ST4S With FIM 5.9M Replacement ECU
Something many have been waiting for, this is a new ECU manufactured by FIM, using Weber Marelli based software (so it works with all std diagnostic tools) and adjustable with FIM software just like that for custom mapping the Weber 1.5M ECU, found in SS/M ie models. Fitted with the right connectors, this ECU may even make a good 1.6M replacement (or P7 for the 851?), given the number of them that seem to blow up (mainly Guzzi ones it seems).
For more info, go to the FIM/Ultimap website : www.fuelinmoto.com.au
So, we gave Duane a ST4S with cam timing on spec and a clean fuel filter, and off he went. A couple of weeks later he bought it back to town, and I met him at the dyno for the moment of truth. He has maps for two set ups, simply being slip on mufflers with std airbox lid, and slip on mufflers with open airbox lid. The open airbox lid is becoming much more accepted these days as a way to get some more power, although it does make quite a bit of noise. Up to the owner, really.
The next graph shows the torque and lambda curves for these runs. I have a couple of reservations about the accuracy of the lambda curve for the after (red) run, as it seems to start a bit later than the others. It also shows the variation between what the dyno lambda sensor reads and what Duane gets with his probes (one in each header, close to the exhaust port) in an on road situation. With these maps, the on road result is a flat lambda reading all through the range.
Next we ran it with the open airbox lid and corresponding map in the ECU. This pair of graphs shows the same curves as the previous graphs, with the open airbox lid curve added in yellow. There is an increase of up to 5 Hp in places through the range, in line with results Ive seen from other bikes when run with open airbox lids.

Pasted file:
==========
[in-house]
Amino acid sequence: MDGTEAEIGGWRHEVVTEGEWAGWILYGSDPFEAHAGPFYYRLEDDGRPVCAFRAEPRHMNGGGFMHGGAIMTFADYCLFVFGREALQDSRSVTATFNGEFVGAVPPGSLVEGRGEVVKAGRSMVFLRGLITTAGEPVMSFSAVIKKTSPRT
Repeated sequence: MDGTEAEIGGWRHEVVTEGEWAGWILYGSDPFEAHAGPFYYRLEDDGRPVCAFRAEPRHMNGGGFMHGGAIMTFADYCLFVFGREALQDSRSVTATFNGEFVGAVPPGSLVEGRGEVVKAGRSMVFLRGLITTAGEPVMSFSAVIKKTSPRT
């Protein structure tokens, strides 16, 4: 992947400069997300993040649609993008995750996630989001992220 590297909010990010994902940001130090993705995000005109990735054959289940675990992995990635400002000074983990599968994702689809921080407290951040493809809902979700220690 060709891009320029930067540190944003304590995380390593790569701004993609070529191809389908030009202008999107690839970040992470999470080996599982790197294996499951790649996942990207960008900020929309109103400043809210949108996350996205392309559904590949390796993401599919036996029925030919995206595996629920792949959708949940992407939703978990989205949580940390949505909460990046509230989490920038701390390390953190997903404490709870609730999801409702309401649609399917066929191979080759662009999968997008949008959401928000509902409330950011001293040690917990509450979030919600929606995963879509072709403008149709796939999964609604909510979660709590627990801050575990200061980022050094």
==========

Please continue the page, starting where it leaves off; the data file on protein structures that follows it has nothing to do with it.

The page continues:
Next is the corresponding torque graph. I havent included the lambda curves, as the yellow curve pretty much mirrors the "red" one from the previous torque graph, and with them the graph gets rather crowded. The increase at the torque peak (7,000 RPM) is around 12% better than this bike had in "as delivered with slip ons" trim. This is rather noticeable on the road, although there is more noise too. Depends on how you like it. The basic shape of the curves has not changed through all the mods, which is expected given that all weve done has been minor cam timing, airbox lid and ECU mods.
The next graph shows the full before/after for this job, both power and torque. Keep in mind the before is with Staintune mufflers fitted, and the changes are those stated above (cam timing, airbox lid and ECU). Not much work for a change that looks very impressive on paper, and rides just as nicely on the road. Readers need to remember that a well mapped chip or ECU will make its impact felt all through the RPM/Throttle range, not just at WOT as these graphs show. On that point, the man who owns this bike is very happy, and rather impressed given his somewhat cynical view of how much difference an ECU could make prior to the mapping being done. He reports the bike feels much stronger, particularly in mid range roll ons the area he spends most of his time in. Its ability to cope more easily with a pillion (and still be pretty damn quick) was also something he was quite surprised, and very impressed with. Green is before, red is after.
Comparing this bike to the one from the previous DP kit report, we see quite a bit of difference in the under 8,000 RPM range. Why Im not really sure, as the DP ECU had a good lambda curve (on the dyno at least) as well. Obviously better fuel and ignition timing settings in the FIM ECU, making quite a bit of difference. Certainly apparent on the dyno anyway. Ive included the before runs for the two bikes featured too, just to show how they compare. Green is before, red after for the FIM ECU bike. Yellow is before, blue is after for the DP kit bike. So you can see that, in std (well, std with slip on mufflers) trim, the bike that got the DP kit was a bit stronger. Being that the DP kitted bike was a 03 model, with its std adjustable cam pullies, I would expect the cam timing on that bike to be very close to what we set the FIM ECU bike to. The DP ECU is available from Ducati Performance as a separate part (to the complete kit), for around twice the price of the FIM ECU. Which makes the decision very easy.
Next is the corresponding torque graph. Those 4 or so extra ft-lbs. under 7,000 RPM will make the FIM ECUd bike feel very fat indeed.
From the shown graphs, Duane definitely has reason to be happy with his efforts, as the results pretty much speak for themselves. An adjustable 5.9M ECU is something Im happy to see as well. All we need to do now is a whole lot of testing to get base spec maps for the various models, then we can start playing with them all. Lots of seriously good fun.